that go on increasing, they need to get
reset at some point. And that point is when you’ve
fully charged your device, and you’ve just unplugged it. So say, for example, you
charge your device overnight. And you unplugged it
at 7 AM in the morning. And maybe it’s about 10 and
a half hours since then. If you take a bug report
on your device now, then it would contain the whole
10 and a half hours’ worth of Batterystats and counters
about various things happening on your device that we think
are relevant with respect to battery life. So things like how long
was the partial Wakelock held on the device
across all applications and on an application basis? Or how much data was transferred
over the mobile network or the Wi-Fi network? And what you can see
here is there’s also a StartClock time which tells
you exactly when the stats were reset. So this is really
useful when you’re trying to look at what all
happened on your device that may have caused the
battery to drain faster than what you would expect. The other type of log that
is present on the device is something that we
call Battery History. And what this is,
it is an event log of all of the state transitions
for components on your device, or for actions like
scheduling a wakelock, or an application
scheduling a job, or the device going into
suspend, coming out of suspend, or maybe it’s the network
radio that got turned on. So there’s a lot of
information here. And this would contain an event
log of a millisecond level granularity of everything
that happened on your device since the stats were reset. MEGHAN DESAI: A millisecond
level granularity? You’re telling me that
I have to look at this to figure out what’s going
on with the battery life on my device? ASHISH SHARMA: Yes. MEGHAN DESAI: There’s going
to be hundreds of thousands of lines of this. ASHISH SHARMA: Well,
but it’s fairly obvious. You can just make out
what the problem is. MEGHAN DESAI: Well, can I? ASHISH SHARMA: No,
I’m just kidding. We have a tool
that helps us make sense of this entire thing. And that’s called
Battery Historian. Many of you might
be aware of this. And what this tool would
do is it would take all of those logs
that are present, the two logs that
I just mentioned that are present
in the bug report, and it would help
you look at them in a very intuitive and
interactive UI that makes clear what the problem
is on the device. So Meghan– MEGHAN DESAI: Wow. That’s pretty cool. I like this. I like this a lot. So where do I see this though? Is this on my device
and setting somewhere? ASHISH SHARMA: No. I know you have a very
cool and powerful device, but going through these hundreds
of thousands of transitions on your small little
screen may not be a very pleasant experience,
especially when you’re trying to diagnose battery
problems with your apps. So what this is
is, let me walk you through the workflow
of how this tool works. It is an open source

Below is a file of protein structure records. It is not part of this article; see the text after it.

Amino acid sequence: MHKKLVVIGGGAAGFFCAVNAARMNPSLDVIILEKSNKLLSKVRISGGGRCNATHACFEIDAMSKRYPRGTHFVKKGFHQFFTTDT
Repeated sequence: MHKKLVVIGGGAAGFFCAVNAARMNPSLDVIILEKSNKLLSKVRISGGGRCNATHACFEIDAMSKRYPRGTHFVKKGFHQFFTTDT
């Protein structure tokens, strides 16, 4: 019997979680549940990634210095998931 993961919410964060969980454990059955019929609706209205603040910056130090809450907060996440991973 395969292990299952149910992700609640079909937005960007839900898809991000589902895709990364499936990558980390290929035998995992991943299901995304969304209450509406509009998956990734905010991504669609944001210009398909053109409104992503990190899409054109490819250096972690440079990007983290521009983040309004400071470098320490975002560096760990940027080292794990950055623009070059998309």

tool available on GitHub, ready for you to download. And you can look
at the source code, modify it any
which way you want. What you do is, you install
it on your computer. Now, you have your
development device on which you, for the
stats to be recent, because you want to have
a good starting point, you can either charge
the device up to 100% when the stats would get reset,
or there is an ADB command to actually manually
reset the start so you have a good initiation point. You can run your
experiment, which might last a few minutes,
or maybe a couple of hours. And at the end of it,
you take a bug report. And then, you upload that
bug report on your computer that you have the
Battery Historian tool to go back to this interactive,
visual interpretation of all the state transitions. MEGHAN DESAI: Cool. ASHISH SHARMA: So now that we’re
clear on how the workflow works for Battery Historian,
I’d like you to come with me on a
slight tour of what are the features of this tool. Let’s zoom into one of the
rows, or a few of these rows. What you’re seeing is the top
line, which is CPU running. And what this indicates
is it indicates is whether your
device was in suspend, or was it out of suspend? So the solid black bars are
when your device was actually out of suspend and
doing some activity. Similarly, you can
see things like when was a Userspace Wakelock held
or when the screen was on. And the information about
any of your jobs or syncs will also appear here. And in this UI, you can zoom
in to every little event that you see, no
matter how long. And if you take your
cursor over that, it will show you a nice tutor. So say, for example, we are
at this point in the UI. We have zoomed in. And it tells me exactly
what the current time was at this instance. And the red
highlighted portion now shows you the battery
level drop from 73 to 72 and how long it
took for the device to discharge from
73 to 72, giving you an indication of what
the average discharge rate was during that time. And you can see all of the
events lined up nicely. So you can actually
figure out when your device was discharging
rather fast, what were the events that were
happening on the device? Let me take you through
another example. So say you have
adopted or migrated your app to start
using JobScheduler now. How do you figure out when your
jobs are getting scheduled? So in the JobScheduler row, you
go on any one of those events. And if you are in
a zoomed out view, it might collapse a bunch
of these little jobs that didn’t last as long. But it will give you
information about how many jobs were run in that particular
small box and for how long each of those jobs ran. And you can zoom in if you like. So it’s a very
interactive and fun tool. I have a lot of
fun playing with it and diagnosing all
the battery problems. What I want you to do is look